● The gift of receiving: One of the gifts you give to the church is the gift of receiving. Jesus said, “It is more blessed to give than to receive.” So, senior adults often provide the opportunity for others to be “more blessed.” I know many of you, your parents, your family have a hard time receiving. You’ve spent your life giving to others. Now is a time to humbly, graciously, and gratefully receive what others are able to give. Without people willing to receive, no one can give.

    ● The gift of life experiences: Personal life stories are a treasured resource for the church. Your rich and varied stories are a testimony to God’s work in your life. Stories of God’s goodness; stories of the ways in which his blessings have been so obvious. Stories of regrets and failures. Stories of God’s lavish grace and his complete forgiveness. We all need those stories, and they ought not be told only at your funeral. Children who know the faith stories of church elders tend to do better emotionally and spiritually. Stories help tie them to the past and the present and alert them to their own stories.

     ● The gift of faith.

     Psalm 71:18: Even when I am old and gray,         
     do not forsake me, my God,                                  
     till I declare your power to the next generation,  
     your mighty acts to all who are to come.             

    We have ways to connect with family through technology like never before. More and more older family members provide after-school care. These and other cultural factors mean the younger generations “will have greater involvement with their grandparents … than any previous generation of grandchildren in American history.” [Vern L. Bengtson et al., Families and Faith: Generations and the Transmission of Religion (report submitted to the John Templeton Foundation, July 2011), 117.]

     † † † 

    GRANDPARENTS, THAT INVOLVEMENT translates into religious influence.

    Tell your life stories to your grandchildren and great-grands. Share your faith with them. Read Bible stories via Skype. Text them on an ordinary day and let them know you’re thinking about them.

    On Facebook, post a nugget from each Sunday’s worship for them.

     † † † 

    SOME PRACTICAL SUGGESTIONS for the rest of us:

    ● Remember the elderly: Faithfully remembering those who can no longer physically be present blesses them and makes us a better people when we do. Visits, cards, telephone calls, helpful deeds, especially on special occasions (birthdays, anniversaries, holidays) help them know they are not forgotten and feel like members of the body of Christ.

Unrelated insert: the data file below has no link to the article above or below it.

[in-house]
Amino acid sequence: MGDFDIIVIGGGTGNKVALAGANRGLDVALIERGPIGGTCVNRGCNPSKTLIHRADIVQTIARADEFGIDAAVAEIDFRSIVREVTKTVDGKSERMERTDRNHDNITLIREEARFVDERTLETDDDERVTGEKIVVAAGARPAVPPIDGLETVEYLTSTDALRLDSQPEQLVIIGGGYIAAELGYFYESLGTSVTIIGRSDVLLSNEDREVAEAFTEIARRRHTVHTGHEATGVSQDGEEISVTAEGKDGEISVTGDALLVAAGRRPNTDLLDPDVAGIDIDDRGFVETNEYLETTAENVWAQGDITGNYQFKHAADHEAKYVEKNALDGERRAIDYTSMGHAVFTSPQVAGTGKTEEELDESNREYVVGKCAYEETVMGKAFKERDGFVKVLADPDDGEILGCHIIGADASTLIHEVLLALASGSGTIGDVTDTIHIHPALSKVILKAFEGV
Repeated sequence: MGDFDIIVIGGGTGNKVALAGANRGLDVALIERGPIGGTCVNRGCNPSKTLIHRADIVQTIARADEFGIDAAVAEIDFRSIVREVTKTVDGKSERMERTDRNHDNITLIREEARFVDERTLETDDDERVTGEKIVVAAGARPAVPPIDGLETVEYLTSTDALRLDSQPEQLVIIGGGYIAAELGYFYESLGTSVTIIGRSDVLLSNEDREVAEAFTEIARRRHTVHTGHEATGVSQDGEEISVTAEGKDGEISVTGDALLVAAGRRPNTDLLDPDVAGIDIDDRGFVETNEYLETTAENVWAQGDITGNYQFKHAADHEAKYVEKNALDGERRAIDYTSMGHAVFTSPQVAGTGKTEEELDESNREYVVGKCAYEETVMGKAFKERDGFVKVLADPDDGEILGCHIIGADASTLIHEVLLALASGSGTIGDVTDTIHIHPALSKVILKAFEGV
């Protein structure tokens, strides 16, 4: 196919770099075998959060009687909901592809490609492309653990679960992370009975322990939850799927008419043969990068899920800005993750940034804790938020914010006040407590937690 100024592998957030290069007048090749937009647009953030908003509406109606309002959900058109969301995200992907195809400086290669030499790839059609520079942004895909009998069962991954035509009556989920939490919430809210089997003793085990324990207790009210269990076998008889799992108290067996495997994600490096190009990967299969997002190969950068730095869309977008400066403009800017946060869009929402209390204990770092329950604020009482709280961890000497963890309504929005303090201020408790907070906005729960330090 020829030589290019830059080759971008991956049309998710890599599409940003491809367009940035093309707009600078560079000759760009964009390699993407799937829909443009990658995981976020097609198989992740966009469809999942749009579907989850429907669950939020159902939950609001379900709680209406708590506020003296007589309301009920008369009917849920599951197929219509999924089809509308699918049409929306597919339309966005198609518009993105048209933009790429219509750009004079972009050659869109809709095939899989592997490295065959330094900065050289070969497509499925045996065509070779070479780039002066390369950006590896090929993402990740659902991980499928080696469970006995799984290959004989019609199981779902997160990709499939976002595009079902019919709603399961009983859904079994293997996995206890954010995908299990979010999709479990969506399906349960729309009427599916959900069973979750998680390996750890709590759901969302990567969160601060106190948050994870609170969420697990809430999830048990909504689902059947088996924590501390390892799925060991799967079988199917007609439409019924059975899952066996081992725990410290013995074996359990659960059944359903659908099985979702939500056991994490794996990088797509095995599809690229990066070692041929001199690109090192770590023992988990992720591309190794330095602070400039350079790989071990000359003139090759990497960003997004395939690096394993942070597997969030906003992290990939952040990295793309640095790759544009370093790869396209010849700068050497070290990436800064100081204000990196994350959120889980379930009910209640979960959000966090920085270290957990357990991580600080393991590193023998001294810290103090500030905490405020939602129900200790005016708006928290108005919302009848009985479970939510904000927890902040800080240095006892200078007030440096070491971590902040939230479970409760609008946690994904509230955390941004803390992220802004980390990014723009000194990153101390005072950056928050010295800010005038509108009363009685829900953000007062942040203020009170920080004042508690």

● “Adopt a Grandparent”: Moms and dads, think about a plan to adopt a Swift member who has no family or whose family for various reasons is not able to visit them. Single folks, consider a person over 60 to be a dinner partner or a movie mate.

    ● Visit those who are confined to home: Be attentive to their needs and to minister to them. We have deacons assigned to every family. We have church officers to take communion to people at home so they know they are remembered and that they are still part of the church. But that doesn’t mean you cannot do that also. Visits, phone calls, cards, don’t have to come from official church channels.

    ● We already lead worship once a month at Live Oak Assisted Living. It can be very meaningful, both for the older members and for the congregation, even children, to go there on occasion and worship with them.

     Psalm 71:9: Do not cast me away when I am old; 
     do not forsake me when my strength is gone.     

     † † † 

    WHEN THE CHURCH IS PRESENT with people in their later years, they know that God has not forsaken them.

    Keith Cardwell    

    Comments on sermons are welcomed and appreciated. 
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    Swift  
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                 —————
    23208 Swift Church Road
    Foley, AL 36535
    Phone: (251) 943-8367
    email: swiftpc@gulftel.com